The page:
Psychologists have noticed that the way in which people make moral judgements -- decisions about right and wrong -- change with age. Piaget's observations of children's moral reasoning led him to the conclusion that there are two general types of moral thinking:
Morality of constraint operates for most children to somewhere around the age of ten. This is rule-bound moral reasoning. Authority figures (adults) have decreed what is right and what is wrong and that is the way things are. This view, sometimes called moral realism, makes no allowances for intentions or other aspects of the context in which actions occur. However, the results of an action do figure into the moral reasoning. For instance, two children are asked to help clear the table after dinner. One child picks up two drinking glasses and starts to juggle with them. The child drops one of the glasses and it breaks. The second child gets a tray and puts six glasses on it. The child then carries the tray toward the kitchen, but someone pushes the door open, striking the tray and the child drops four glasses. Three of them break. In the eyes of young children, both of the children are "naughty" because it is wrong to break glasses. However, the second child is more naughty because more glasses were broken.
Morality of cooperation is adopted by older children. This may also be called moral flexibility or moral relativity. In this view, rules are not "carved in stone." Rules are seen as general guidelines and must be interpreted in the context of actions. From this view, the above example would be interpreted quite differently than as seen by a younger child.
Kohlberg delved more deeply into the moral reasoning that Piaget had studied. Kohlberg used stories called moral dilemmas such as the following widely-quoted example:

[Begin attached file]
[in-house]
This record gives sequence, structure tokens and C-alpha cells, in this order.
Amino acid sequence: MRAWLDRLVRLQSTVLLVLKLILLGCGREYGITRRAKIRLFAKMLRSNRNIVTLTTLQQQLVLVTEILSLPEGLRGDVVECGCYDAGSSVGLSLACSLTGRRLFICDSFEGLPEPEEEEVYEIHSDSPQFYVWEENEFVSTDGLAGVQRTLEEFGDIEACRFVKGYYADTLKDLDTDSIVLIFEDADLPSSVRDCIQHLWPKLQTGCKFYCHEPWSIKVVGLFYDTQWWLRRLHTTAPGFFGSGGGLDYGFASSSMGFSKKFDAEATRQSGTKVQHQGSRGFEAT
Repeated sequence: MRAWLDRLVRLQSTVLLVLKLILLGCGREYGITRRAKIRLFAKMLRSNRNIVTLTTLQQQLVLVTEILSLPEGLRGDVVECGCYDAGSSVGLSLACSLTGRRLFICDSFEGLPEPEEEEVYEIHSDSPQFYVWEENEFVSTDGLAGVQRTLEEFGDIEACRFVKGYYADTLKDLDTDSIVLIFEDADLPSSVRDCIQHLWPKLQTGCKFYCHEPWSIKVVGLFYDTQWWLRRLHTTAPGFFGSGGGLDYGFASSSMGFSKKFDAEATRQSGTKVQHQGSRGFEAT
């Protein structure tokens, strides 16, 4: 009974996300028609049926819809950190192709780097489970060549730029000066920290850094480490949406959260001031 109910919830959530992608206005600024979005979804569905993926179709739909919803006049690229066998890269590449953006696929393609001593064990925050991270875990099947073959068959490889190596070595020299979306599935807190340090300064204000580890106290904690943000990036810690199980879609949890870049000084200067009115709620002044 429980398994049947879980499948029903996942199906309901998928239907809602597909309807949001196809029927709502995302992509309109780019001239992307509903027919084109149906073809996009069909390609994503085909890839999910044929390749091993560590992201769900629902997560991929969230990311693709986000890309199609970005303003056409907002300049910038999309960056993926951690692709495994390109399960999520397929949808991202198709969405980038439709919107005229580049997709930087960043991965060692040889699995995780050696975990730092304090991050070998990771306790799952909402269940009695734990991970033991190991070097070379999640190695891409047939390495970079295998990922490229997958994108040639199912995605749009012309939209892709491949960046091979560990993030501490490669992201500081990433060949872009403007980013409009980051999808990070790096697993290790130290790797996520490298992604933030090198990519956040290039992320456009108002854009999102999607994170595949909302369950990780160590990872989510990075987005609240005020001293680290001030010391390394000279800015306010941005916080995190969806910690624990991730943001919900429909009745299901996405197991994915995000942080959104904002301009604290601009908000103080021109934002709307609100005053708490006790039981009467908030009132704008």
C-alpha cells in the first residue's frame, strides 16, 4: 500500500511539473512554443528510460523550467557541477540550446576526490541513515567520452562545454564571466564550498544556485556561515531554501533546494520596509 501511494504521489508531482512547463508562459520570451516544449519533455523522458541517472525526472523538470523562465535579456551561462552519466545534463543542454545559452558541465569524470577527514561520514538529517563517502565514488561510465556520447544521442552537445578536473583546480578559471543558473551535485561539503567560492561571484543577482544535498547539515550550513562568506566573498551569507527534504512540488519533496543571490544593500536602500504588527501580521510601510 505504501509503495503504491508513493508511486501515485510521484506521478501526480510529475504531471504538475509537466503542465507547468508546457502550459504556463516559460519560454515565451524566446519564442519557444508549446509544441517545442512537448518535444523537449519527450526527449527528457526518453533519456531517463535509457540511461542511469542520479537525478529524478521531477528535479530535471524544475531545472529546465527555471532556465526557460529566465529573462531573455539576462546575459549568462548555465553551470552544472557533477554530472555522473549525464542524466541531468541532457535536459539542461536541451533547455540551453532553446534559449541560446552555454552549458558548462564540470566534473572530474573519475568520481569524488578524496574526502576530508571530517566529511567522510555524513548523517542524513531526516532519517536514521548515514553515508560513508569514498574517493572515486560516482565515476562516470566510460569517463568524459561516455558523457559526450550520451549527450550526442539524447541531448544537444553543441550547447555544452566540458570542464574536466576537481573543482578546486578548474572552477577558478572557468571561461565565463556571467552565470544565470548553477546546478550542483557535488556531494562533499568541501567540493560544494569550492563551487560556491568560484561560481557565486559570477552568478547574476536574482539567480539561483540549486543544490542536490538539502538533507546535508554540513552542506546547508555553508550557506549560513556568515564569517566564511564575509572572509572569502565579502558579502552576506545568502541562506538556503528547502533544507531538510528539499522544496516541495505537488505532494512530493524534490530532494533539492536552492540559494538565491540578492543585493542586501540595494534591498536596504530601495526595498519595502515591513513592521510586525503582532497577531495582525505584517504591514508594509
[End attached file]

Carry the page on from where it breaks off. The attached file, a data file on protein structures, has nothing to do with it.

In Europe a woman was near death from cancer. One drug might save her, a form of radium a druggist in the same town had recently discovered. The druggist was charging $2000, ten times what the drug cost him to make. The sick woman's husband, Heinz, went to everyone he knew to borrow the money, but he could only get together about half of what it cost. He told the druggist that his wife was dying and asked him to sell it cheaper or let him pay later, but the druggist said "No." The husband got desperate and broke into the druggist's store to steal the drug for his wife. Should the husband have done that? Why?
Another commonly-used moral dilemma is the overloaded lifeboat scenario. From his studies of responses to the dilemmas, Kohlberg proposed a model of three stages of moral reasoning with each stage having two substages.
Preconventional morality (birth - 9 years) encompasses judgements made before children understand the conventions of society. Behaviour is guided by a desire to avoid punishment and a belief that good conduct should be rewarded.
Conventional morality (9 years - young adulthood) consists of judgements based on societal rules or conventions. If an action tends to maintain the social order, it is good. There is a desire to impress others and peer relationships become very important.
Postconventional morality (adulthood) consists of judgements that recognize the need for mutual agreement within a society through the use of consistent principles. A person gives situations careful thought and reflection and so devises a self-generated set of principles for moral decisions.
Kohlberg argued that a person progresses through the stages of moral development in a similar manner to what Piaget claimed for cognitive development. However, other researchers claim that how an individual reasons can differ from one dilemma to another. There is evidence that males and females tend to reason differently about these questions. There is also some question about whether Kohlberg's theory is culture specific. It fits in fairly well with a Western tendency to individualism, but has less explanatory power in other cultures.
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